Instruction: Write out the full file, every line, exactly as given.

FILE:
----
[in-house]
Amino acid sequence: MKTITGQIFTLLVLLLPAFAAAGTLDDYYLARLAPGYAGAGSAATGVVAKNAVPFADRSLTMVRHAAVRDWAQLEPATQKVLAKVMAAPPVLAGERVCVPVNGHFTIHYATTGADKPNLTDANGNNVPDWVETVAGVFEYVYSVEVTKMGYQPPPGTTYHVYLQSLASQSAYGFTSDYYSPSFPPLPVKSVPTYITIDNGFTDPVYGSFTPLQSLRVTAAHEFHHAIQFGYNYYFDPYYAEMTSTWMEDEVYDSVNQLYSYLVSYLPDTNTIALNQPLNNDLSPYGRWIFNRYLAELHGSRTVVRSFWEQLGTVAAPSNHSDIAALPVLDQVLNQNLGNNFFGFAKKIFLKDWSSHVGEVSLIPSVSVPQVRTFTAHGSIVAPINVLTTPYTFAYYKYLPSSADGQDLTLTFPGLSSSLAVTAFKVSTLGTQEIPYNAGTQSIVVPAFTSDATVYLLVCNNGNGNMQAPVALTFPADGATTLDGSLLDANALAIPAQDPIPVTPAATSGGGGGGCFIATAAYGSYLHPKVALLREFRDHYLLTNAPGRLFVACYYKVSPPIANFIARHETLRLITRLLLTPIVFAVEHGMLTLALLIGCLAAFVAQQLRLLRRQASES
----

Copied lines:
[in-house]
Amino acid sequence: MKTITGQIFTLLVLLLPAFAAAGTLDDYYLARLAPGYAGAGSAATGVVAKNAVPFADRSLTMVRHAAVRDWAQLEPATQKVLAKVMAAPPVLAGERVCVPVNGHFTIHYATTGADKPNLTDANGNNVPDWVETVAGVFEYVYSVEVTKMGYQPPPGTTYHVYLQSLASQSAYGFTSDYYSPSFPPLPVKSVPTYITIDNGFTDPVYGSFTPLQSLRVTAAHEFHHAIQFGYNYYFDPYYAEMTSTWMEDEVYDSVNQLYSYLVSYLPDTNTIALNQPLNNDLSPYGRWIFNRYLAELHGSRTVVRSFWEQLGTVAAPSNHSDIAALPVLDQVLNQNLGNNFFGFAKKIFLKDWSSHVGEVSLIPSVSVPQVRTFTAHGSIVAPINVLTTPYTFAYYKYLPSSADGQDLTLTFPGLSSSLAVTAFKVSTLGTQEIPYNAGTQSIVVPAFTSDATVYLLVCNNGNGNMQAPVALTFPADGATTLDGSLLDANALAIPAQDPIPVTPAATSGGGGGGCFIATAAYGSYLHPKVALLREFRDHYLLTNAPGRLFVACYYKVSPPIANFIARHETLRLITRLLLTPIVFAVEHGMLTLALLIGCLAAFVAQQLRLLRRQASES